Natural History, Damaged iPhones, GMail, More: Tuesday Buzz, September 5, 2017


University of Wisconsin-Madison: Campus museums recreate ‘cabinet of natural history’ digitally. “A new UW2020 initiative will centralize the databases of the university’s five natural history museums, which have separated over the decades to specialize and accommodate growing collections. The 1.3-million-specimen Wisconsin State Herbarium will coordinate with the zoology, geology, entomology and anthropology museums to merge records in a way that allows researchers to study the full scope of natural artifacts in one central location. This digital cabinet of natural history will link the museums’ combined 9 million-plus specimens that span all seven continents, the moon and Mars.”


9to5Mac: Apple offering free repairs on Hurricane Harvey-damaged devices, report claims. “9to5Mac reports that Apple has unofficially been offering free repairs on devices damaged by Hurricane Harvey. Readers have reportedly had water-damaged and impact-damaged iPhones fixed for free by the Apple Store, against regular Apple policy on water damage or physical problems with devices.”


Ditch That Textbook: The Gmail survival guide for busy teachers. “Seems like the textbook example of educators’ use of email is to check it often, respond whenever and spend lots of time doing repetitive email tasks. If your inbox owns you, it drags you back in time after time without feeling like you’ve accomplished much of anything when you’re done. But if you can tame your email and have it work for you, you have more time for the things that matter most — professionally and personally.”

Geneanet: Geneanet Genealogy Library Free! September 8 – 10, 2017. “More than 3 billion indexed individuals! The Genealogy Library gives access to hundreds of thousands documents indexed for genealogy research.”


The Verge: Why are some weird Wikipedia pages yanked into oblivion?. “Wikipedia is the web’s most expansive encyclopedia, but the nature of its crowdsourced information makes it prone to vandalism, misinformation, and a deeper question of what truly deserves its own page. Twitter accounts like @DeletedWiki memorialize these dead pages by tweeting out titles hourly, and it’s easy to understand why they’ve been sent off to the big information dump in the sky.”

Washington Post: Apparent crackdown in Vietnam on social media, but many users undeterred. ” The police in communist-led Vietnam have been cracking down especially hard on free expression over social media for the past few months. Or, at least as far as experts, regular users and dissident bloggers can tell, that seems to be the case.”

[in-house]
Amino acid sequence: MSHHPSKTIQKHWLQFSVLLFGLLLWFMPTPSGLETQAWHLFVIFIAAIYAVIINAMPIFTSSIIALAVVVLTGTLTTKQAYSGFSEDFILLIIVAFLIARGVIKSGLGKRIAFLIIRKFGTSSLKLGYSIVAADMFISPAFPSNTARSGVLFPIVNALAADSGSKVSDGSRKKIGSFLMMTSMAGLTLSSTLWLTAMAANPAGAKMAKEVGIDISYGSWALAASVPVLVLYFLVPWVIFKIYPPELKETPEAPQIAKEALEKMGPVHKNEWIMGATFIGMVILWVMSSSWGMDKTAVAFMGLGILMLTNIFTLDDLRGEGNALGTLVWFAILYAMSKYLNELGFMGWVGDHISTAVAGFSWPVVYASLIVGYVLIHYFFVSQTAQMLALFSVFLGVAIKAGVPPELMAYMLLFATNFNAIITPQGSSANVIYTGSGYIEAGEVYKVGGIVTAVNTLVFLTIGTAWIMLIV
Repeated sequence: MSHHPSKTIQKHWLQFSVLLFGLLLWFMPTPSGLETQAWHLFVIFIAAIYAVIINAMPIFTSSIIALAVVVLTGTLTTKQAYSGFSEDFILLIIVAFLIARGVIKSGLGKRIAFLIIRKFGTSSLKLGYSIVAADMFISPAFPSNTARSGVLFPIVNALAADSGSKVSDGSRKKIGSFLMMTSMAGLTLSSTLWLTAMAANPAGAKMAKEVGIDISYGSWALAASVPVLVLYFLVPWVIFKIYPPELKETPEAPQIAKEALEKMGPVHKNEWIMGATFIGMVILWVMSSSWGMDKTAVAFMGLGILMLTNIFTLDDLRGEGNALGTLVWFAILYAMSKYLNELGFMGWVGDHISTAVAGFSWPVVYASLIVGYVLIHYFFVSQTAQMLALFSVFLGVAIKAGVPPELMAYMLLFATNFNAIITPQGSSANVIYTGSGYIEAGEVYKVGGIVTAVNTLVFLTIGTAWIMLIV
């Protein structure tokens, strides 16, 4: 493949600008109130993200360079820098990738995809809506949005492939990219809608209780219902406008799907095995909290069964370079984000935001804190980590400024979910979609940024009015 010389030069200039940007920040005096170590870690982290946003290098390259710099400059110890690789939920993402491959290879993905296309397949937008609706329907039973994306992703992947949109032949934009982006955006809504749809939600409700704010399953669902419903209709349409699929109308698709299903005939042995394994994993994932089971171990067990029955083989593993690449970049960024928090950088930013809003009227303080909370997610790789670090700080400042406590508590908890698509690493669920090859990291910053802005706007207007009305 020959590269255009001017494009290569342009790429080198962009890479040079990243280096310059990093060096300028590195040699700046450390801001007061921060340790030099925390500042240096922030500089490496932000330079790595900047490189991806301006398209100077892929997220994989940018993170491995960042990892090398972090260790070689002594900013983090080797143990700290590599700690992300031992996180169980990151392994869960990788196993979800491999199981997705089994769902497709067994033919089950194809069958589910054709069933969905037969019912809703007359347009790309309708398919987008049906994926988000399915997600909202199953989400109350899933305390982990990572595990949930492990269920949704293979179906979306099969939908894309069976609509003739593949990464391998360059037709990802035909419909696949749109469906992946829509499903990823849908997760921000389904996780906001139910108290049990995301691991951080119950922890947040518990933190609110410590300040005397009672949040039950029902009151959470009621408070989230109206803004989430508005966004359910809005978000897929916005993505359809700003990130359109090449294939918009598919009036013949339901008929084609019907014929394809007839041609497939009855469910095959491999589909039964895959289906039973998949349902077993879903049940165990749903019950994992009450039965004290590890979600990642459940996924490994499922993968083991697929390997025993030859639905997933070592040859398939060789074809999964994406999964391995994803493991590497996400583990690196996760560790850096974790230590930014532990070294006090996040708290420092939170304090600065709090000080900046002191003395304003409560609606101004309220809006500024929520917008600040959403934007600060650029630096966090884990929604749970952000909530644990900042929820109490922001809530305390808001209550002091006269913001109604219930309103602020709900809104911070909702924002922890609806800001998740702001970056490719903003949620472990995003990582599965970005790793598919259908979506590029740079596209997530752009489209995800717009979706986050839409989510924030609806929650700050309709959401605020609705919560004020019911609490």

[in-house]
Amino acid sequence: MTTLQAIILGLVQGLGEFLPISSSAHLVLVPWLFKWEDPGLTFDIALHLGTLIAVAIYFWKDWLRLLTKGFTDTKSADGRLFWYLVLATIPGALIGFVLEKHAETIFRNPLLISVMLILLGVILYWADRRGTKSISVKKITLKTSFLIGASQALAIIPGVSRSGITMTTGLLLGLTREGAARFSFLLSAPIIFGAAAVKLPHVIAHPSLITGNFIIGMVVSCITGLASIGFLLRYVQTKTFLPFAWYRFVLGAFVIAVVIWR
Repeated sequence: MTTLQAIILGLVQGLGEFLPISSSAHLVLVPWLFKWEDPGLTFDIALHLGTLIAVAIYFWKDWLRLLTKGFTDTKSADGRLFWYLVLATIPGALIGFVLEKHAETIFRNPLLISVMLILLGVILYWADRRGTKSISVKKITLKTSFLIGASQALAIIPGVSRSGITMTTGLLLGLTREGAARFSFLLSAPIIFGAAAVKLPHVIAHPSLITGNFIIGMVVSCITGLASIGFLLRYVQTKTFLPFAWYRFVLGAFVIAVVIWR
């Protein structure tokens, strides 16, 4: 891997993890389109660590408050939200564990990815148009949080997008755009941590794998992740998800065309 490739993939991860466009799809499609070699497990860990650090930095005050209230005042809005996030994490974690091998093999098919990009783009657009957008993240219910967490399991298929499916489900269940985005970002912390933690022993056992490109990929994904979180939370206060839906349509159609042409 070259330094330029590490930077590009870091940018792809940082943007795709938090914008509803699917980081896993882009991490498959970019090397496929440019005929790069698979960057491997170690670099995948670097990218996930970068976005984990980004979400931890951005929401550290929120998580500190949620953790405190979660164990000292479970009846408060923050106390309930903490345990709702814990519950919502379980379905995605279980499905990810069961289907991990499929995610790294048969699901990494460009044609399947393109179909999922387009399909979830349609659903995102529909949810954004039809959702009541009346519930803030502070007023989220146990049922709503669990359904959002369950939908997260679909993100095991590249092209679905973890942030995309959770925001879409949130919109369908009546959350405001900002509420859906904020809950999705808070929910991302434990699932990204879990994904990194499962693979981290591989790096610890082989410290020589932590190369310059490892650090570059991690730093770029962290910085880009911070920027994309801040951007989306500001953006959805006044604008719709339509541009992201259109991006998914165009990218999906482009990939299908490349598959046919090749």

Bloomberg Quint: Google Continues to Hire in China Even as Search Remains Blocked. “Google’s search service may be banned in China but parent Alphabet Inc. is hunting for workers in a further sign it has ambitions in the world’s biggest internet market. At least 20 positions based in Beijing are advertised on the company’s careers site, spanning engineering and marketing to product managers. Multiple listings are shown in the field of machine learning and artificial intelligence.”

The Next Web: Facebook code makes for 16% of the average site… and that’s a problem. “With two billion monthly active users, more than half of all netizens are now on Facebook. In fact, the social media platform has become so integral to the internet that a large number of sites nowadays contain small chunks of Facebook code.”


The Hacker News: Taringa: Over 28 Million Users’ Data Exposed in Massive Data Breach. “Exclusive — If you have an account on Taringa, also known as ‘The Latin American Reddit,’ your account details may have compromised in a massive data breach that leaked login details of almost all of its over 28 million users.”


Vivaldi: My friends at Google: it is time to return to not being evil. “As the biggest online advertising company in the world, Google is often the first choice for businesses that want to promote their products or services on the Internet. Being excluded from using Google AdWords could be a major problem, especially for digital companies. Recently, our Google AdWords campaigns were suspended without warning. This was the second time that I have encountered this situation. This time, however, timing spoke volumes.” Good afternoon, Internet…

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